Northeast shuts down No. 15 Annapolis, wins first Anne Arundel County boys basketball title in three decades; Albury scores 23 (VIDEO HERE!)



by Derek Toney

As a throng of fans, classmates and parents, all holding cellphones, stood in front of Northeast High’s boys basketball bench for the awards presentation after the Anne Arundel County boys championship late Saturday evening, Jaylin Albury’s eyes welled up.

Two years ago, Albury played every game for Northeast. Four wins. 16 straight losses to end the season. Zero victories in Anne Arundel County.

The crowd cheered loudly as Albury was the first to receive a medal. After Eagles coach Roger O’Dea received the championship plaque, he presented to his senior leader.

Northeast is finally champions after a 64-42 victory over 15th-ranked Annapolis at South River. Albury scored 23 points for the Eagles, and Trent McNeill scored 10 of his 11 points in the opening half.

The Pasadena school (18-4 overall) never trailed after the midway point of the first quarter, dominating an Annapolis team that lost once in regular season play. It marked the Eagles’ first victory over the Panthers.

Northeast opened in 1962. The Eagles’ prior league championship came in 1992.

The wait is over.

“Me being an alumni and leaving and coaching in the city and seeing what was going on with the school and the program, it feels awful great to me,” O’Dea said, “because that was my mission when I stepped down from one great program and turn this into a great program.”

O’Dea was at Edmondson when the Northeast varsity job opened up in the middle of the 2010-11 season. The Eagles were winless when he took over, but believed brighter days were ahead.

“I told them guys they were going to be the foundation, laying the ground work and we’re going to build a house from here,” said O’Dea referring to the 2011 squad that finished 2-20. “Once they changed the culture, these guys [Albury and Trent McNeill] just brought right in. They saw everything.”

Albury and Olamide Ajayi joined varsity two seasons ago while McNeill was on junior varsity. After a promising 4-2 start, the proverbial bottom fell out.

Breakdown. Breakthrough. Last season, Northeast reached its first region championship game in decades.

“We were a .500 team, now look at us,” said Albury, whose team lost to eventual state finalist Reservoir in the East final. “It really started with the summer leagues, workouts after school.”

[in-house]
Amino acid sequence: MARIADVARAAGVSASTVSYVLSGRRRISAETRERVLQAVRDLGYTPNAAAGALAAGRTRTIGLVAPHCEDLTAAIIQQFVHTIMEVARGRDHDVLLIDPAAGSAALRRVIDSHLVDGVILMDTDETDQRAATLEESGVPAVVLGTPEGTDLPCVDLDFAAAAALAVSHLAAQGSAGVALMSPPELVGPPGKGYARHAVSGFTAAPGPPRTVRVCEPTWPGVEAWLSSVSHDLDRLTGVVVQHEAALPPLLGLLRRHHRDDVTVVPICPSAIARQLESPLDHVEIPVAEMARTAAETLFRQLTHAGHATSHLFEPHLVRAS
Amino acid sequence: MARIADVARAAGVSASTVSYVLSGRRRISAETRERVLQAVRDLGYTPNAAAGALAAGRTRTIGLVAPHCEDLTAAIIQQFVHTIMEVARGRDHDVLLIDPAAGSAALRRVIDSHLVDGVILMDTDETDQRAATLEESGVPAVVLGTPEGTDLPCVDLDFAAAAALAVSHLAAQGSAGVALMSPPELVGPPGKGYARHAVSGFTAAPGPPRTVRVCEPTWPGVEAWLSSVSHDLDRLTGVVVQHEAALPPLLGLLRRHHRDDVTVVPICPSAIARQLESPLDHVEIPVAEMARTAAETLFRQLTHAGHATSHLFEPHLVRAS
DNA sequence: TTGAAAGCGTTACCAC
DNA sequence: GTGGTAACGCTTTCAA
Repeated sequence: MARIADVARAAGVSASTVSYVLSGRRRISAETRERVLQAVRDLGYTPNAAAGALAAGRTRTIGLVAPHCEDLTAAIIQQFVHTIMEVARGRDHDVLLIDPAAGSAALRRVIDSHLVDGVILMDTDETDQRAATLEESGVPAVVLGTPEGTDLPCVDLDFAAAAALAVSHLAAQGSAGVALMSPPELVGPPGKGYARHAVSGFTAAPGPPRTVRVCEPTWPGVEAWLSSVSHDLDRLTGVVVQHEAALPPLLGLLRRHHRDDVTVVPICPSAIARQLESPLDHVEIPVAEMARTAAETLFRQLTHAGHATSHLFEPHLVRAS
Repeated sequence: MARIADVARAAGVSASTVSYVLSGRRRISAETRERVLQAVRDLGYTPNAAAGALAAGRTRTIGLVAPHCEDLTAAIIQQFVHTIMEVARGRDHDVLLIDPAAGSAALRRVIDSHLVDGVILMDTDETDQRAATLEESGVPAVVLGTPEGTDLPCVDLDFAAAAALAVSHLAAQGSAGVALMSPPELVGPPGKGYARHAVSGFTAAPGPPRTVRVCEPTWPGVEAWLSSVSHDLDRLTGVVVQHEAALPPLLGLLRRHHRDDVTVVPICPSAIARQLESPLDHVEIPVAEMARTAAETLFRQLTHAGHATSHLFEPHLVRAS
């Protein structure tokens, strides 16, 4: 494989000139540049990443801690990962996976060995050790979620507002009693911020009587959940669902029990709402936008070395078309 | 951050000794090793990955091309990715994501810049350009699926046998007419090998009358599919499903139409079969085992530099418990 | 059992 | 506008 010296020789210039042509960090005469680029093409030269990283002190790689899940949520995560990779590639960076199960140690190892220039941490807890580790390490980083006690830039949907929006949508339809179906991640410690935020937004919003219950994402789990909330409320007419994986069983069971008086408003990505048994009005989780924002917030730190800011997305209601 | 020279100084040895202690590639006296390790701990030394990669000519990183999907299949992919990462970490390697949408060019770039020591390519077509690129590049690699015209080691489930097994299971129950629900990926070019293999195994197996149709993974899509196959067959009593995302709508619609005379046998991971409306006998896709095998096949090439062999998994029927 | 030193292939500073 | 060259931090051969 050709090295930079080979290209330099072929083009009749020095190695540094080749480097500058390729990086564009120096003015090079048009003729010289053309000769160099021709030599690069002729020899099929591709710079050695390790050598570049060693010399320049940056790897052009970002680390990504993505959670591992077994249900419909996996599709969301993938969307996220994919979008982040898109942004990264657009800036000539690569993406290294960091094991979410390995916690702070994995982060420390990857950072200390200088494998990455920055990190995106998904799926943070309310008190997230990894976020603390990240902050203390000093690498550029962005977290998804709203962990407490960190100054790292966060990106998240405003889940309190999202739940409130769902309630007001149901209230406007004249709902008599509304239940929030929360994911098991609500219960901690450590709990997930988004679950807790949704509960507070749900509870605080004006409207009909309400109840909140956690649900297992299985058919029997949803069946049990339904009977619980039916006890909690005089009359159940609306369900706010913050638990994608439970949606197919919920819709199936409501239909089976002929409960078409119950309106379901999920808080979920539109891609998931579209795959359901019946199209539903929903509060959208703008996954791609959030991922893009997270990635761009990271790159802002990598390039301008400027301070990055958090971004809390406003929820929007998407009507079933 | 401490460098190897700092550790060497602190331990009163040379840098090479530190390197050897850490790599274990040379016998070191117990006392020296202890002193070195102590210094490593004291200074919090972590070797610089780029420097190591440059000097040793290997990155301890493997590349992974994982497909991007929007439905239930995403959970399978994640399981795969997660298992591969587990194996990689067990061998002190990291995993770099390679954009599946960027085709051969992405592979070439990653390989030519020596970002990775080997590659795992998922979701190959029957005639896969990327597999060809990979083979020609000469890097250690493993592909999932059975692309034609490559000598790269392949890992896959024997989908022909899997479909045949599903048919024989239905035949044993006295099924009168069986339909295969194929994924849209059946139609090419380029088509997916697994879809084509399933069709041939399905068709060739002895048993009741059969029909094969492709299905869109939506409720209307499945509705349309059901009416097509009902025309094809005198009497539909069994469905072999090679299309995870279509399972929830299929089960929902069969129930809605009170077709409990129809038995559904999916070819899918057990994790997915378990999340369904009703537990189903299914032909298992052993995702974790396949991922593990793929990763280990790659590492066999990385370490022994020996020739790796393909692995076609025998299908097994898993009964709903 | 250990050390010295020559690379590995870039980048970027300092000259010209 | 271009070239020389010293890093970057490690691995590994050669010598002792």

It all paid off gloriously Saturday as Northeast out-played Annapolis (19-4), the gold standard for Anne Arundel basketball, for nearly the entire game. The Panthers got out 5-0, but the Eagles claimed a 14-8 advantage after the first quarter.

Annapolis pulled to 14-13, then Northeast, starting with McNeill’s 3-pointer, scored 11 of the next 12 points. Albury capped the run, powering his way to the basket and was fouled.

When Darrell Sheppard’s high-arching jumper off the baseline over Annapolis’ Malik Carrol, fell through the cylinder for a 28-17 advantage late in the first half, it was obvious Northeast wasn’t just happy with being in its first county championship game.

“We knew we were the underdogs, we knew everybody was overlooking us,” said McNeill. “The last time we played Annapolis we weren’t as healthy as we could’ve been. We came into this game knowing if everybody’s locked in, we had this.”

The Eagles, who lost 67-58 at home to Annapolis last month, dare the Panthers to beat them from the perimeter with a stingy 2-3 zone defense. They lost their only inside presence, Stephen Haley, to a fourth foul midway in the third with a 37-30 lead.

No problem. The Eagles effectively hit the boards and reserve Mason Kanipe buried a dagger, pushing the lead back into double digits at 44-32 late in the third.

It didn’t dip under into single digits as Albury went nine-of-10 from the free throw line in the fourth quarter. Sheppard, a senior, finished with 10 points.

Carrol had 10 points for Annapolis, which only loss to South River en route to the regular season title. The Panthers closed the first half Saturday with three 3-pointers to pull to 28-26, but were largely ineffective against an inspired Northeast squad.

“There was something about, ‘Hey, we’re just going to roll, we’re just going to turn it up, we’re going to blow people out,’” said Annapolis coach Dan Smalley. “Problem is, we’re playing against a good team.”

Before the awards ceremony, O’Neill sat alone in a chair with his head down. He was thinking about his best friend, Brad Cropper, who died of cancer in 2018. O’Neill has Cropper’s name on his basketball shoes.

Albury dedicated his efforts to his father Chris, a Northeast assistant who’s been his lifelong mentor. O’Dea carries a card with the name of his late father, Patrick.

Every championship has a beginning. The Eagles’ story will continue with the Class 3A East Region playoffs, hoping to take another step and reach their first state Final Four since 1983.

“They haven’t forgotten that feeling,” said O’Dea. “They’d like to continue feeling what they felt tonight.”



Northeast 64, No. 15 Annapolis 42

Northeast – Albury 23, Sheppard 10, McNeill 11, Kanipe 3, Stowe 6,, Smoot 9, Haley 2. Totals 21 18-29 64.

Annapolis – Washington 7, Ross 1, Taylor 3, Carroll 10, Pratt 8, Turner 5, Holland 3, Johnson 2, Harrod 3. Totals 13 10-18 42.

Northeast 14 14 17 19 – 64

Annapolis 8 18 7 9 – 42